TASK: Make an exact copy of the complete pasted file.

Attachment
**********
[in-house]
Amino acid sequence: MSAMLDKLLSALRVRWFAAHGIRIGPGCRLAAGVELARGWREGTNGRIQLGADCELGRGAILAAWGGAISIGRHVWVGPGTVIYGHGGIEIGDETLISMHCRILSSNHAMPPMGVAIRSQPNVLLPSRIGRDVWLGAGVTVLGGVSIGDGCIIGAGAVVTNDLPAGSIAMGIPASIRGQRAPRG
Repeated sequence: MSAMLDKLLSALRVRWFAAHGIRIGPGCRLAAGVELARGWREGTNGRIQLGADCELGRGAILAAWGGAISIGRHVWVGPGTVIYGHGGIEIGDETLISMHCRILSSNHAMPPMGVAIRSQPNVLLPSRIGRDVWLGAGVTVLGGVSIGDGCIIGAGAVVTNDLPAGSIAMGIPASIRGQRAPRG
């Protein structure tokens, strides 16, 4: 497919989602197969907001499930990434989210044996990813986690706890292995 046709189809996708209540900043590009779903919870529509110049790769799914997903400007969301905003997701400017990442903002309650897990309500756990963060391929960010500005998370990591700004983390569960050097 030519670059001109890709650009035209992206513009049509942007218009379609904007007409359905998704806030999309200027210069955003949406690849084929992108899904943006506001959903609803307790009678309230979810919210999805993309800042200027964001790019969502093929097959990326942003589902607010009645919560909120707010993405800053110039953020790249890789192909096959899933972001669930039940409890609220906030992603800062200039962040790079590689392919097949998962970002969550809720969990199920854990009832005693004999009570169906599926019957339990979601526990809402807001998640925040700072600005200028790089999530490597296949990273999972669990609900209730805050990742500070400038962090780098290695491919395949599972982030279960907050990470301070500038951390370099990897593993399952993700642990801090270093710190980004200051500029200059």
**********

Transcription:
[in-house]
Amino acid sequence: MSAMLDKLLSALRVRWFAAHGIRIGPGCRLAAGVELARGWREGTNGRIQLGADCELGRGAILAAWGGAISIGRHVWVGPGTVIYGHGGIEIGDETLISMHCRILSSNHAMPPMGVAIRSQPNVLLPSRIGRDVWLGAGVTVLGGVSIGDGCIIGAGAVVTNDLPAGSIAMGIPASIRGQRAPRG
Repeated sequence: MSAMLDKLLSALRVRWFAAHGIRIGPGCRLAAGVELARGWREGTNGRIQLGADCELGRGAILAAWGGAISIGRHVWVGPGTVIYGHGGIEIGDETLISMHCRILSSNHAMPPMGVAIRSQPNVLLPSRIGRDVWLGAGVTVLGGVSIGDGCIIGAGAVVTNDLPAGSIAMGIPASIRGQRAPRG
């Protein structure tokens, strides 16, 4: 497919989602197969907001499930990434989210044996990813986690706890292995 046709189809996708209540900043590009779903919870529509110049790769799914997903400007969301905003997701400017990442903002309650897990309500756990963060391929960010500005998370990591700004983390569960050097 030519670059001109890709650009035209992206513009049509942007218009379609904007007409359905998704806030999309200027210069955003949406690849084929992108899904943006506001959903609803307790009678309230979810919210999805993309800042200027964001790019969502093929097959990326942003589902607010009645919560909120707010993405800053110039953020790249890789192909096959899933972001669930039940409890609220906030992603800062200039962040790079590689392919097949998962970002969550809720969990199920854990009832005693004999009570169906599926019957339990979601526990809402807001998640925040700072600005200028790089999530490597296949990273999972669990609900209730805050990742500070400038962090780098290695491919395949599972982030279960907050990470301070500038951390370099990897593993399952993700642990801090270093710190980004200051500029200059």